QUESTION 1.

Congratulations! After 35 years working as a practicing

economist, you decide to retire. To stay

somewhat productive during retirement, you agree to teach an economics course

at the University of Freedmania. Remarkably, Freemania continues to produce and

consume only two goods: tequila and medicine.

To produce one bottle of tequila per day,

one worker and one machine must be used.

That is, there is no substitutability between inputs. But, to produce one bottle of medicine per

day, there is perfect substitutability between inputs. That is, there are three

ways to produce a bottle of medicine:

1.

One worker and one machine

2.

Two workers and no machines

3.

Two machines and no workers

All markets in Freedmania are perfectly

competitive. Furthermore, all workers and all machines are capable of working

in either industry. Workers and machines

are both paid $10 per bottle produced.

Regardless of price, Freedmania always

consumes 10 bottles of tequila per day.

But, regardless of how many bottles of medicine Freedmanian consumes,

marginal value (marginal benefit) is always $20 per bottle. (Assume initially

that Freedmania consumes 10 bottles of medicine per day.)

Task

1: You decide that for your first lecture you will

explain to your students what the shape of the isoquant and isocost curve looks

like in each industry. For each industry

provide a graph. Place machines on the vertical axis and labor on the

horizontal axis. Label how many machines

and workers are employed in each industry (For tequila this is straight

forward, but for medicine there are different ways to produce. Pick one).

QUESTION 2.

Task

2: Students fascinated with your explanation and

eager to learn more, ask about the shape of the demand and supply curve in each

industry. Provide a demand and supply

graph for each industry to explain.

Label equilibrium price and quantity.

QUESTION 3.

The semester progresses smoothly. You are

preparing a lecture on the impact of a per unit tax on efficiency and on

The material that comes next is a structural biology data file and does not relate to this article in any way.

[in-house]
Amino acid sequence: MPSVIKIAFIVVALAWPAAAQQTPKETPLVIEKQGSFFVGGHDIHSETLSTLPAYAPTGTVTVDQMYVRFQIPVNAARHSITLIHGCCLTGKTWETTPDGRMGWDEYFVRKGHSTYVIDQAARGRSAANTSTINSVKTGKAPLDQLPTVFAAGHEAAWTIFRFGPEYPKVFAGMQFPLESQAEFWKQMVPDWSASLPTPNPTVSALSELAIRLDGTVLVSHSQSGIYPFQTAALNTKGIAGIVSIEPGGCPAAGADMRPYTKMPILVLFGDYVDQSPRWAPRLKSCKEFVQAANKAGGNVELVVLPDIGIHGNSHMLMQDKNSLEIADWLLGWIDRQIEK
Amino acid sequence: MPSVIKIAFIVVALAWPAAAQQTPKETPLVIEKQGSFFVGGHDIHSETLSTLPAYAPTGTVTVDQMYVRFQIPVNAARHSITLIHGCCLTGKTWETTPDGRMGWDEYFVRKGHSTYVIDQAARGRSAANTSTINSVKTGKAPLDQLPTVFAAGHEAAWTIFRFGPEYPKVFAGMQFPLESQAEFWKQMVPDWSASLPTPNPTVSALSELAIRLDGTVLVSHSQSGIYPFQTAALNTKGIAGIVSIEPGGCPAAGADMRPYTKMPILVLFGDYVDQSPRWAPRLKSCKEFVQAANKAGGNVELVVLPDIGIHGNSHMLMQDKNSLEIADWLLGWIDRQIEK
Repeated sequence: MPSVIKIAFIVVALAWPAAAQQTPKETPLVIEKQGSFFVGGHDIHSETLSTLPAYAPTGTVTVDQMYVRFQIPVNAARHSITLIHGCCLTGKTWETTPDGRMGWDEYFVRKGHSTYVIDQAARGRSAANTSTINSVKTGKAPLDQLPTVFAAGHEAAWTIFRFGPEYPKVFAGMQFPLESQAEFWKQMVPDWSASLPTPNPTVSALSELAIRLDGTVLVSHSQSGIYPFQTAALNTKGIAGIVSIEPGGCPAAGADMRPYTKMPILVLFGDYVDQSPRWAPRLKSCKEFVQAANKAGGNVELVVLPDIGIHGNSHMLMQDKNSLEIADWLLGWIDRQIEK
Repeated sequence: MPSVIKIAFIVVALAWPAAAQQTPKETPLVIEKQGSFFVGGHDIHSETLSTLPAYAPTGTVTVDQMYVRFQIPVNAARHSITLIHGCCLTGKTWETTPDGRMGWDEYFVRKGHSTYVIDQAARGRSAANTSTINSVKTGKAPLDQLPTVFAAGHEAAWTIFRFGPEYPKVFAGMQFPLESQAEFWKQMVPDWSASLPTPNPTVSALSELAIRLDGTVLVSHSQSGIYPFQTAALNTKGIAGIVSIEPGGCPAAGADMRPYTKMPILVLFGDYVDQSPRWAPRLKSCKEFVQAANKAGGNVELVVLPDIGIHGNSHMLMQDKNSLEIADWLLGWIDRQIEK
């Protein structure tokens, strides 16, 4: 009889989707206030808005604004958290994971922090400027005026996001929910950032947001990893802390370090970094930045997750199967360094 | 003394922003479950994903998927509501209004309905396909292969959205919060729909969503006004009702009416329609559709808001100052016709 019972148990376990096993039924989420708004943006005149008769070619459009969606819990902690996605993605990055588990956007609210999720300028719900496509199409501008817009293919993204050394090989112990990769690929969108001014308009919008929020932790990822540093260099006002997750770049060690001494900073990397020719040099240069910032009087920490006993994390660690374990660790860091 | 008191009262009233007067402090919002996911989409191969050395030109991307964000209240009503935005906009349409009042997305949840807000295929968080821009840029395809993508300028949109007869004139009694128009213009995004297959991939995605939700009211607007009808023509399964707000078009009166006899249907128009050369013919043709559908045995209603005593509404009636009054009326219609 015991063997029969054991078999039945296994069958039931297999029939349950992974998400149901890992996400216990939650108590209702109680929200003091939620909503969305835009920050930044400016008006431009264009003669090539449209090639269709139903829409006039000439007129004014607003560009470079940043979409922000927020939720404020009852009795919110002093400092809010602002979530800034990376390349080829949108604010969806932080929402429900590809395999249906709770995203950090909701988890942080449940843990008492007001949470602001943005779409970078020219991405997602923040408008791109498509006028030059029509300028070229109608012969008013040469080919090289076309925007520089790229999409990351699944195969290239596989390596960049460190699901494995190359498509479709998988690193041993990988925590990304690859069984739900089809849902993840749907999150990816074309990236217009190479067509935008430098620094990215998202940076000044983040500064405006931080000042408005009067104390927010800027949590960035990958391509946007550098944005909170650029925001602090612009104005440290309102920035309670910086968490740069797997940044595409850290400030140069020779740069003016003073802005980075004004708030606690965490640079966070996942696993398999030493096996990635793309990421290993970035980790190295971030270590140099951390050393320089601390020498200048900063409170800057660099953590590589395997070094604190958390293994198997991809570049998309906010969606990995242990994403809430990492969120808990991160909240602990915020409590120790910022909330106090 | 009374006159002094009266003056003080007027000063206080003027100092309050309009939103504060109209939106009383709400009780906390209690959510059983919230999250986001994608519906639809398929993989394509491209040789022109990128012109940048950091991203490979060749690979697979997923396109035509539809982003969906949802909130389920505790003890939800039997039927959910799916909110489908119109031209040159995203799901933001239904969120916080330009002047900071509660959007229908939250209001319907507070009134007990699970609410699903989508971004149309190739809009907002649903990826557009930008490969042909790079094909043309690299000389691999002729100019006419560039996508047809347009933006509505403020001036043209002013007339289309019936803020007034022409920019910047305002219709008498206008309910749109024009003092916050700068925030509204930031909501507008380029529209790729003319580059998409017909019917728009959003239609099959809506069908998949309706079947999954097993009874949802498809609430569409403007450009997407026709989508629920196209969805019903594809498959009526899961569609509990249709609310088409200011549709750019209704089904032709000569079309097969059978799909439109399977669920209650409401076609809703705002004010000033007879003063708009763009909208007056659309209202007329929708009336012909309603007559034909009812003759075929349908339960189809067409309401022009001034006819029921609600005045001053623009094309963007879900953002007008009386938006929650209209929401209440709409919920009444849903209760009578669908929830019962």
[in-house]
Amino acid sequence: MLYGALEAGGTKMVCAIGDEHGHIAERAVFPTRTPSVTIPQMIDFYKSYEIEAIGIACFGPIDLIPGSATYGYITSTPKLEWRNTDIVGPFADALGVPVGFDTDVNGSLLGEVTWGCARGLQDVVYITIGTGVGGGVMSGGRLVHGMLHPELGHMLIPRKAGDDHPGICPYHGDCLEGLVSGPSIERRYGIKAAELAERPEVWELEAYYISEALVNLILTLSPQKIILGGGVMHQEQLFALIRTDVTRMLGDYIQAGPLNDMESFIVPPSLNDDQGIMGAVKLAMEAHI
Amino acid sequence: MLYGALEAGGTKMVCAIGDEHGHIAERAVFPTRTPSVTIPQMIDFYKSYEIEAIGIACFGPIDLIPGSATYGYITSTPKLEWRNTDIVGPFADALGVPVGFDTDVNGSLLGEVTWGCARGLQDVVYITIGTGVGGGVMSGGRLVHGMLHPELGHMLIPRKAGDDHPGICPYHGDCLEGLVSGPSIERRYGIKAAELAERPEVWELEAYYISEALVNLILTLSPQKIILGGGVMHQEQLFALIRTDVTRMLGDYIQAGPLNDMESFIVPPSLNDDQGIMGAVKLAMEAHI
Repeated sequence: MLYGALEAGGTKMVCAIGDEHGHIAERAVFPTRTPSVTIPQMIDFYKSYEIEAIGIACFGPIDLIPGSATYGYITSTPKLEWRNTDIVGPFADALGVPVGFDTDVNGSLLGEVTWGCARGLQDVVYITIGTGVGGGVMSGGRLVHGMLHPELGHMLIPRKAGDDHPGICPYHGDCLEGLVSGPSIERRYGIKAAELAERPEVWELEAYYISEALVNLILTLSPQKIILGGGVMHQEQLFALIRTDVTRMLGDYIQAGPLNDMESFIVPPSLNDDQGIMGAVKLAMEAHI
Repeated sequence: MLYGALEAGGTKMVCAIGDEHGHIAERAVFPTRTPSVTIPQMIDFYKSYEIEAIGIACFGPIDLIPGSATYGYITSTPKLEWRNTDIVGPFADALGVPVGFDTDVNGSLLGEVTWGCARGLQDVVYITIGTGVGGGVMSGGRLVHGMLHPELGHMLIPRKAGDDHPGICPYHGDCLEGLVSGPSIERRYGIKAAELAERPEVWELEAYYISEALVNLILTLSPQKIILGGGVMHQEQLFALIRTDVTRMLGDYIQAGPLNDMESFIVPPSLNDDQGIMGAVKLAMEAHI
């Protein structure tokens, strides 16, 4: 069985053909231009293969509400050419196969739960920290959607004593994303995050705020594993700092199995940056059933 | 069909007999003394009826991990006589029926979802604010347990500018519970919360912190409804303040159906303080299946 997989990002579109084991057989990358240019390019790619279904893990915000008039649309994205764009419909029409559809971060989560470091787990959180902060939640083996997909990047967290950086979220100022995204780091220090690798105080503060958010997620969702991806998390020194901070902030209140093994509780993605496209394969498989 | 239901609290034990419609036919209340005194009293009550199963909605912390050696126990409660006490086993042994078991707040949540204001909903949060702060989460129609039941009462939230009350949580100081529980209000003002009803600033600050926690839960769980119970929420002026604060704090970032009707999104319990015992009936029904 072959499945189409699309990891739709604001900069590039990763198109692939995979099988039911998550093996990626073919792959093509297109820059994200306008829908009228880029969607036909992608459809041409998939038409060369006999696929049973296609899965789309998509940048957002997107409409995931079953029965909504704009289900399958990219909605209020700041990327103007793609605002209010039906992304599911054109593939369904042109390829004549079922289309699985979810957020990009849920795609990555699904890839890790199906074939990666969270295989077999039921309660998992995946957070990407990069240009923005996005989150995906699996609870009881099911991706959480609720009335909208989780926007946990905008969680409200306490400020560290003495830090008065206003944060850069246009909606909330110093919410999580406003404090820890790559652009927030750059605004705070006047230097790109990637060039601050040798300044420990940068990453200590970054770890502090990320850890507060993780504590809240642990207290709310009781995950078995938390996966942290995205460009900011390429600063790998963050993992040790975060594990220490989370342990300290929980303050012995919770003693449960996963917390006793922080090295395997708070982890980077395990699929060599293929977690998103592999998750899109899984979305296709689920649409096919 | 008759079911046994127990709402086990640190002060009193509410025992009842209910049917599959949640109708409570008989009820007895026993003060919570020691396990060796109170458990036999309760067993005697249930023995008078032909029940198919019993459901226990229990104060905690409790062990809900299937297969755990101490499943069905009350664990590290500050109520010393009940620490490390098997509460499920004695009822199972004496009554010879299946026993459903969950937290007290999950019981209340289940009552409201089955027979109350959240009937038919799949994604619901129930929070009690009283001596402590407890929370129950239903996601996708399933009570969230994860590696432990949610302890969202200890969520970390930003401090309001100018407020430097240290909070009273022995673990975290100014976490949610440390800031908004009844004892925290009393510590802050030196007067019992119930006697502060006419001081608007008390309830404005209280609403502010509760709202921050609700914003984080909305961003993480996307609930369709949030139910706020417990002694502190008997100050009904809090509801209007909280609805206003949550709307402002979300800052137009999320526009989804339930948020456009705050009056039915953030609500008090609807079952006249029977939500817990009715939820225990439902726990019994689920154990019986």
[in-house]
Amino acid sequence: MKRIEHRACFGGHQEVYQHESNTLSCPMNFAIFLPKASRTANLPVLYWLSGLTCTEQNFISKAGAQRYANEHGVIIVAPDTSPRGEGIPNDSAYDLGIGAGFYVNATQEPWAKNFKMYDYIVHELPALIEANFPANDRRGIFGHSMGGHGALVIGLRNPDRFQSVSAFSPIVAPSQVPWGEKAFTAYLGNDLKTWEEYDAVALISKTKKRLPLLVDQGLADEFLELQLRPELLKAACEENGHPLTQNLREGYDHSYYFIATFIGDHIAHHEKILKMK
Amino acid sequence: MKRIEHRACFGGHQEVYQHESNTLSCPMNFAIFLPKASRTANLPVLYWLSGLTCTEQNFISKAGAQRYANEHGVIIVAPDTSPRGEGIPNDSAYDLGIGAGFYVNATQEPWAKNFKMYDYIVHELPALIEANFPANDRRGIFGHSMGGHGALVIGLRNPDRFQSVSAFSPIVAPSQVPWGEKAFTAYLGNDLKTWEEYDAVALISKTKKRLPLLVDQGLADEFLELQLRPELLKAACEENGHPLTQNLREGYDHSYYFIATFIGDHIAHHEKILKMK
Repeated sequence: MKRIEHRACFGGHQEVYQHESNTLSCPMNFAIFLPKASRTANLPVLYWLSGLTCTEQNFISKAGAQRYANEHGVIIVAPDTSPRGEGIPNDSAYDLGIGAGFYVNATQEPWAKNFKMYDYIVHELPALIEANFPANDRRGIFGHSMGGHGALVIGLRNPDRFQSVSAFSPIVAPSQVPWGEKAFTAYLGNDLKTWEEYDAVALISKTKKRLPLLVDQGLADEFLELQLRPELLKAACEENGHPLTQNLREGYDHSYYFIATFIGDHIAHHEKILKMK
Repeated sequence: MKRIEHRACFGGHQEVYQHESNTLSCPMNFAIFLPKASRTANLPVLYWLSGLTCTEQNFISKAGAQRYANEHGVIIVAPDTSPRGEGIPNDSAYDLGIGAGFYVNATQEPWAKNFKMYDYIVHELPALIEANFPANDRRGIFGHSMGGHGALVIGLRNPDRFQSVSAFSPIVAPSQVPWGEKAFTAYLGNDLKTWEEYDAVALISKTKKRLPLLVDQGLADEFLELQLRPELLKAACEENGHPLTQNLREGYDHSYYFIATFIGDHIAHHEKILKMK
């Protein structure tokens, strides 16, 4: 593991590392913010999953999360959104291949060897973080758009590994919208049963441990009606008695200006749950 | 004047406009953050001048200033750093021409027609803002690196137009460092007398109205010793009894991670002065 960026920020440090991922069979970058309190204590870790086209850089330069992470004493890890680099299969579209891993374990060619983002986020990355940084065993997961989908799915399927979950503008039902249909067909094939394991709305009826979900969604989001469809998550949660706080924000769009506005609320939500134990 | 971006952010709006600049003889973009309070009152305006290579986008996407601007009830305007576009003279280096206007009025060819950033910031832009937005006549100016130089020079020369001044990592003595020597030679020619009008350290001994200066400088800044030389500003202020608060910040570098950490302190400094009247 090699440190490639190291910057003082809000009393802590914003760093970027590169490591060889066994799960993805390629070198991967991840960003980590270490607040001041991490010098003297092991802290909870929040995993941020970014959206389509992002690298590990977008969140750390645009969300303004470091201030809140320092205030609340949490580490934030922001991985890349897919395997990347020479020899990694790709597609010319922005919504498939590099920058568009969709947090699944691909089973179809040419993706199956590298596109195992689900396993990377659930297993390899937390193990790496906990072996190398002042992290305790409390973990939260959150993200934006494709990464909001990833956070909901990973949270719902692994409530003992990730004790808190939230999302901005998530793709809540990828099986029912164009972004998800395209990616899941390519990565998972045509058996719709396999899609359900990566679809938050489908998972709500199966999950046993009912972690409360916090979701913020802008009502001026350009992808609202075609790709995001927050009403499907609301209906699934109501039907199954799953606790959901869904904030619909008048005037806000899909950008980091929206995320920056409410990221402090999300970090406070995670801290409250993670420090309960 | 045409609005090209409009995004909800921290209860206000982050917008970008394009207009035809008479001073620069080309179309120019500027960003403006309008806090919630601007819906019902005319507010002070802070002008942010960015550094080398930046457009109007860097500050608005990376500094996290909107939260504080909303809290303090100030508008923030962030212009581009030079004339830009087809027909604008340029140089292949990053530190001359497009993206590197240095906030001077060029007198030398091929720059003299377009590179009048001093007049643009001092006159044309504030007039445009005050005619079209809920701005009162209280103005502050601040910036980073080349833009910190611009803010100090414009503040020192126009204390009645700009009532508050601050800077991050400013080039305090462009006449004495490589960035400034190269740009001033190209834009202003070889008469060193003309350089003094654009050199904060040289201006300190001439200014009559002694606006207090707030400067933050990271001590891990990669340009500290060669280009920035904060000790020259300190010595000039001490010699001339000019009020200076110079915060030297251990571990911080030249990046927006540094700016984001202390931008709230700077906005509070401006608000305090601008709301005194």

consumer and producer surplus.

Task

4: Discuss using a supply and demand graph.

QUESTION 4.

Freedmania is a small society that

produces and consumes just two goods: tequila and medicine. The price of

tequila and medicine are both $1 per unit, but the marginal utility of medicine

is less than the marginal utility of tequila.

All consumers have identical Cobb-Douglass preferences.

Task

1:Your job is to explain how equilibrium is

achieved. Provide a graph with your explanation. Place medicine on the horizontal axis and tequila on the

vertical axis. Clearly label the budget line and the indifference curves before

and after equilibrium.

QUESTION 5.

Part 2 (15 Points):

Good for you! You passed round two with

flying colors. You negotiated a great employment contract and you are sitting

at your desk waiting for a project to successfully complete. As it turns out, the Freedmanian Congress

has decided to place a per unit tax on Medicine. Your supervisor needs you to

provide an economic analysis. He

provides you with the following information:

All consumers have the same incomes and

preferences.

Utility for a typical consumer is given

by: U(tequila, Medicine) = 1(tequila) +

1(medicine).

Income for a typical consumer is $200

Before the tax the price of both goods

is $1 per unit.

Per unit tax on medicine is $1

After the tax, the price of tequila

remains $1, but the price of medicine rises to $2.

Currently, a typical consumer purchases

both goods.

You are quick to observe that tequila

and medicine are perfect substitutes for each other.

Task

2: How much tax revenue will the Freedmanian